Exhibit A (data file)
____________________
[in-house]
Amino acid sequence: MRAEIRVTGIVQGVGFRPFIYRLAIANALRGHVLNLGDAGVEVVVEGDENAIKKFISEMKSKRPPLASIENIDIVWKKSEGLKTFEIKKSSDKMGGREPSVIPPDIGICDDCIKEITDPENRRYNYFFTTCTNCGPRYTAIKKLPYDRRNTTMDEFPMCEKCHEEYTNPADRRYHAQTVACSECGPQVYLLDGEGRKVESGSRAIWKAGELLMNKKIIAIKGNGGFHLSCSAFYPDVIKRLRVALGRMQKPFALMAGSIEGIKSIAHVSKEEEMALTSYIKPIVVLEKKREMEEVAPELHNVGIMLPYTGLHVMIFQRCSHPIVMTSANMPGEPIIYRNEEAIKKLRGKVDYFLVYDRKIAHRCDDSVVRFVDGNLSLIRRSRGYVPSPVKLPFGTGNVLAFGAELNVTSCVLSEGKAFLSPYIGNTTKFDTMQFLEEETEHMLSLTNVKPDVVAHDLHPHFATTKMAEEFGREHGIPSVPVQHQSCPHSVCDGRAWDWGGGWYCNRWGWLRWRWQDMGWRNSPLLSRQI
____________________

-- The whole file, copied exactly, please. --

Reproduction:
[in-house]
Amino acid sequence: MRAEIRVTGIVQGVGFRPFIYRLAIANALRGHVLNLGDAGVEVVVEGDENAIKKFISEMKSKRPPLASIENIDIVWKKSEGLKTFEIKKSSDKMGGREPSVIPPDIGICDDCIKEITDPENRRYNYFFTTCTNCGPRYTAIKKLPYDRRNTTMDEFPMCEKCHEEYTNPADRRYHAQTVACSECGPQVYLLDGEGRKVESGSRAIWKAGELLMNKKIIAIKGNGGFHLSCSAFYPDVIKRLRVALGRMQKPFALMAGSIEGIKSIAHVSKEEEMALTSYIKPIVVLEKKREMEEVAPELHNVGIMLPYTGLHVMIFQRCSHPIVMTSANMPGEPIIYRNEEAIKKLRGKVDYFLVYDRKIAHRCDDSVVRFVDGNLSLIRRSRGYVPSPVKLPFGTGNVLAFGAELNVTSCVLSEGKAFLSPYIGNTTKFDTMQFLEEETEHMLSLTNVKPDVVAHDLHPHFATTKMAEEFGREHGIPSVPVQHQSCPHSVCDGRAWDWGGGWYCNRWGWLRWRWQDMGWRNSPLLSRQI